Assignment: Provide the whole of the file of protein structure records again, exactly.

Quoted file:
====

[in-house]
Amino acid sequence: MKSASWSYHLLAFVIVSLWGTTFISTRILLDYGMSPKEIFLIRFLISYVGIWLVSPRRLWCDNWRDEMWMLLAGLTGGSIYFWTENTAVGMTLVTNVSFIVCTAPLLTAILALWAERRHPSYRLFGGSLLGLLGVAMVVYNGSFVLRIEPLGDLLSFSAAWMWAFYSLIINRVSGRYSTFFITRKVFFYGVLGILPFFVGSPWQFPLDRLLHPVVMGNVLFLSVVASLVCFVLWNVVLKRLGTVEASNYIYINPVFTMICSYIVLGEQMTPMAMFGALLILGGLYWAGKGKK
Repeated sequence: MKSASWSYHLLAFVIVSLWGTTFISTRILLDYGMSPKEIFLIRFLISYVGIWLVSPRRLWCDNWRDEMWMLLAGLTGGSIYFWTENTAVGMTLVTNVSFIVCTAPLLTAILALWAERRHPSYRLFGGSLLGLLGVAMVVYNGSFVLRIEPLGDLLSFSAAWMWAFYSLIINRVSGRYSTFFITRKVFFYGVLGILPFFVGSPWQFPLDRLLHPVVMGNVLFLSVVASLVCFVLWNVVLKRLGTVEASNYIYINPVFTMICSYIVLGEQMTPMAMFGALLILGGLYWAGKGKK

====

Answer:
[in-house]
Amino acid sequence: MKSASWSYHLLAFVIVSLWGTTFISTRILLDYGMSPKEIFLIRFLISYVGIWLVSPRRLWCDNWRDEMWMLLAGLTGGSIYFWTENTAVGMTLVTNVSFIVCTAPLLTAILALWAERRHPSYRLFGGSLLGLLGVAMVVYNGSFVLRIEPLGDLLSFSAAWMWAFYSLIINRVSGRYSTFFITRKVFFYGVLGILPFFVGSPWQFPLDRLLHPVVMGNVLFLSVVASLVCFVLWNVVLKRLGTVEASNYIYINPVFTMICSYIVLGEQMTPMAMFGALLILGGLYWAGKGKK
Repeated sequence: MKSASWSYHLLAFVIVSLWGTTFISTRILLDYGMSPKEIFLIRFLISYVGIWLVSPRRLWCDNWRDEMWMLLAGLTGGSIYFWTENTAVGMTLVTNVSFIVCTAPLLTAILALWAERRHPSYRLFGGSLLGLLGVAMVVYNGSFVLRIEPLGDLLSFSAAWMWAFYSLIINRVSGRYSTFFITRKVFFYGVLGILPFFVGSPWQFPLDRLLHPVVMGNVLFLSVVASLVCFVLWNVVLKRLGTVEASNYIYINPVFTMICSYIVLGEQMTPMAMFGALLILGGLYWAGKGKK